‘Lewis Hamilton asking questions after Mercedes lost to the Mercedes-powered Aston Martin’
That the Aston Martin in the hands of Fernando Alonso had better pace than the Mercedes is, as Ted Kravitz put it, “the key” to suggest Lewis Hamilton’s comments about the W14’s concept could be spot on.
Speaking to the media including PlanetF1.com after Friday’s practice at the season-opening Bahrain Grand Prix weekend, Hamilton lamented Mercedes’ gap to the front runners.
“There was good progress through last year,” said the seven-time World Champion, “but the gap wasn’t as big as it is now.
“Do I believe we can close the gap at some stage? Yes, but I think it’s quite hard with the concept we have.”
24 hours later even Toto Wolff was questioning Mercedes’ design philosophy after George Russell and Hamilton both lost out to the Aston Martin of Alonso in Saturday night’s qualifying.
“I don’t think this package is going to be competitive eventually,” said the motorsport boss. “We gave it our best go, also over the winter, and now we just need to all regroup and sit down with the engineers.
“There are no holy cows and [we need to] decide the development direction that we want to pursue, in order to be competitive, to win races.”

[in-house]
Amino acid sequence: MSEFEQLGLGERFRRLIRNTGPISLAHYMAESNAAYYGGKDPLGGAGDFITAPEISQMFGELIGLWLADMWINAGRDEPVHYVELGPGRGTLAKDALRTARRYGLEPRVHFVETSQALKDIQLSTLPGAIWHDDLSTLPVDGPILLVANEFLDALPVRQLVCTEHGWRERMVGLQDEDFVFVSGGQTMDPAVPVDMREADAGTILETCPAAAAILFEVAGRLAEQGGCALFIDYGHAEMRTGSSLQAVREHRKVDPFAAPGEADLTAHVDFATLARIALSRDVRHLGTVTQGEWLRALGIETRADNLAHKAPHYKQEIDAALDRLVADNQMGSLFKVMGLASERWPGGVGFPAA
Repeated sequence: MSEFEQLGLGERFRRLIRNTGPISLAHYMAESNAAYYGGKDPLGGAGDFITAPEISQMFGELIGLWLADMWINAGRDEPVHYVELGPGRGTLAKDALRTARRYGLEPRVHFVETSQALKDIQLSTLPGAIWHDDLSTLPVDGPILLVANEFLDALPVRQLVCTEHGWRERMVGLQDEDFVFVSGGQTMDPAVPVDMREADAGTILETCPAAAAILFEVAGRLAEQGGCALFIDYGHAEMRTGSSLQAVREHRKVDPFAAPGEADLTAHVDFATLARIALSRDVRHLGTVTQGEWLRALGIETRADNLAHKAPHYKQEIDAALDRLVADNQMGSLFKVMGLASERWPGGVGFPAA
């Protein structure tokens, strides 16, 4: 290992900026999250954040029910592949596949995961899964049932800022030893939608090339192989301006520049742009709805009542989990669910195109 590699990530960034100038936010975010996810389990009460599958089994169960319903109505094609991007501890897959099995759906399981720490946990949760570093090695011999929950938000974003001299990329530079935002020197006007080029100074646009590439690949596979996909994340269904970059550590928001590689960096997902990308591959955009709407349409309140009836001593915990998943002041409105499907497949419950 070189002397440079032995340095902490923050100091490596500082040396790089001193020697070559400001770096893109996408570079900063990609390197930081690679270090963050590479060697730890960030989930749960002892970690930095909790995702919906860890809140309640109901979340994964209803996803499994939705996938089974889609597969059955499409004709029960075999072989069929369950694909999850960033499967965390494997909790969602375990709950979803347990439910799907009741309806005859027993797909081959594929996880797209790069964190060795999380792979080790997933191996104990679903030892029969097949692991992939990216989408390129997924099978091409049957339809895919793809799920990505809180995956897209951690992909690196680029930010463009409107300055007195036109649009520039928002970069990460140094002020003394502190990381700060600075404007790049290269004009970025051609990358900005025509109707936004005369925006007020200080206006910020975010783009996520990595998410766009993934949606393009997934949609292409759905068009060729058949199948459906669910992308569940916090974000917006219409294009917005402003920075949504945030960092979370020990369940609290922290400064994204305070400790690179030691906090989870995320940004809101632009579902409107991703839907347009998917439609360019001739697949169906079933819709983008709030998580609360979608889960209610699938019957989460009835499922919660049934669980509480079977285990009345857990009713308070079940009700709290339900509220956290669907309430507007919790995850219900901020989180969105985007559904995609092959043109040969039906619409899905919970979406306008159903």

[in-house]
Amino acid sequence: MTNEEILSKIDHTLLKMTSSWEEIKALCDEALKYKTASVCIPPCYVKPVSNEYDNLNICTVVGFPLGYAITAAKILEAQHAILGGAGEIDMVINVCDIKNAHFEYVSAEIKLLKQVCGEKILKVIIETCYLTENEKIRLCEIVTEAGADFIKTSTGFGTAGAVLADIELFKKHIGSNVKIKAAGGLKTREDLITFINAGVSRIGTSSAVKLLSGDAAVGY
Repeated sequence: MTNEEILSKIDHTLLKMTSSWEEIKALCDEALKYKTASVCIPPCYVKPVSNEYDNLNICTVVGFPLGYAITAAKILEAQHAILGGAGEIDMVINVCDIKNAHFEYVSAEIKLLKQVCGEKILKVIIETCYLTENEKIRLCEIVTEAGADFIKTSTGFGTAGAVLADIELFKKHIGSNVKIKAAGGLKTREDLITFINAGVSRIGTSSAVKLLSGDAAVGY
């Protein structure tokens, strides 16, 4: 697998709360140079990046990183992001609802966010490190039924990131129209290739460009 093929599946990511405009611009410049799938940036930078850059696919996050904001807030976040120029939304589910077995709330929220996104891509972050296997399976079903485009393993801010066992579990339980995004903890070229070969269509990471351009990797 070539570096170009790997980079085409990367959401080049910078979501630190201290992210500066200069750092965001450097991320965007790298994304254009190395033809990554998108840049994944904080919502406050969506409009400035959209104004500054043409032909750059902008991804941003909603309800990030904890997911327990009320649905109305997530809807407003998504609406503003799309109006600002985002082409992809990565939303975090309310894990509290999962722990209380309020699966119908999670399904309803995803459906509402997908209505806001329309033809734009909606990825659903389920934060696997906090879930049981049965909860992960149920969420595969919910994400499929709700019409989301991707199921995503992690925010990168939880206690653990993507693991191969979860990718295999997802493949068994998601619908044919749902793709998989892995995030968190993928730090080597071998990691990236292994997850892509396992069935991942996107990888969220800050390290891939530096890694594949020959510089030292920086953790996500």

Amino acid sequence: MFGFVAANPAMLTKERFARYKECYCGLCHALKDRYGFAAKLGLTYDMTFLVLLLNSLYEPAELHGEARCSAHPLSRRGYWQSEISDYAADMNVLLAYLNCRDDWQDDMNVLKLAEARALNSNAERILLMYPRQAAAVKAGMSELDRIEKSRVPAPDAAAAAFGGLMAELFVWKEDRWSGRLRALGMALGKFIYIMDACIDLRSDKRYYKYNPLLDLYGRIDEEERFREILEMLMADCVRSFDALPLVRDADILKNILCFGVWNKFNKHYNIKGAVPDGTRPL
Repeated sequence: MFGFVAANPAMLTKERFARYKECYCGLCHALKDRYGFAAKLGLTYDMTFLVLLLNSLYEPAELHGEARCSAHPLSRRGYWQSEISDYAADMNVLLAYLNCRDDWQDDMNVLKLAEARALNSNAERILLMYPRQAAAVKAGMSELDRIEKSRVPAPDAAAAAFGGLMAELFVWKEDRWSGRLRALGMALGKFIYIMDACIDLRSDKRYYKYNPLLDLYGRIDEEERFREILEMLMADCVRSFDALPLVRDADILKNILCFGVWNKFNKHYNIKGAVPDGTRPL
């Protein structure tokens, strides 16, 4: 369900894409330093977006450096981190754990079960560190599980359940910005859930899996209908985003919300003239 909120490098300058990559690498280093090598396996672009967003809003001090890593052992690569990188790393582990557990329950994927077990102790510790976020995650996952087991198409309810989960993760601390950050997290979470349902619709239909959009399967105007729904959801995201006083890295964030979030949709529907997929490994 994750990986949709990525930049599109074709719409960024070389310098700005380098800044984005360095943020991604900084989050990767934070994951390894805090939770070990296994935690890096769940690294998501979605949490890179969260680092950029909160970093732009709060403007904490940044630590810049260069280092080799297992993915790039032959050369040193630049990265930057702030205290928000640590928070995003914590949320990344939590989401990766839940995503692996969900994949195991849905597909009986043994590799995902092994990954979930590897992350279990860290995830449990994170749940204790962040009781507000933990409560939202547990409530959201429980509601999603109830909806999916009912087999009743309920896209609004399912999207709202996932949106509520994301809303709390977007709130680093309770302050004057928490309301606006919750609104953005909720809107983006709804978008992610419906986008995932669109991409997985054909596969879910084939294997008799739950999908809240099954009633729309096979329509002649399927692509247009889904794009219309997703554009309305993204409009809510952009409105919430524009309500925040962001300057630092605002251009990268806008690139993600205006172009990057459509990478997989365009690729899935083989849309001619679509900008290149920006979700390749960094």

Kravitz reckons losing to Aston Martin in qualifying, a car powered by Mercedes’ own power unit, could to be the “key” to triggering Mercedes into making changes.
“They were third and fourth in Q2 but ended up behind Fernando Alonso, with the same power unit,” the Sky Sports’ pit lane reporter said in his post-qualifying notebook.
“This is the key, this is the key isn’t it?
“Lewis said after practice ‘This is the most we can achieve with our concept and we can’t have a Plan B concept under the cost cap because we can’t afford it’.
“When you look at Mercedes’ power unit running a different concept of car at Aston Martin and they’re ahead of them, I can see why Lewis, you can probably see why, is asking questions.”
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Russell and Hamilton, sixth and seventh on the grid, were six-tenths behind the Red Bull of Max Verstappen in qualifying trim, a gap that Kravitz reckons could is “not as bad” as it could have been.
“Considering the glum nature of how testing went,” he said, “they are certainly better than in testing but they’re not quick enough.”
Hamilton isn’t sure on whether or not Mercedes have the pace to challenge Ferrari and Aston Martin for a spot on the podium.
“We don’t know if we have the pace that we had in long runs last year,” he said. “Long run pace was good last year, I don’t know whether we have that with this car. So it will be telling.
“But I’m hoping we can fight amongst the group that we’re with and it’s really going to be just how good your long runs are.”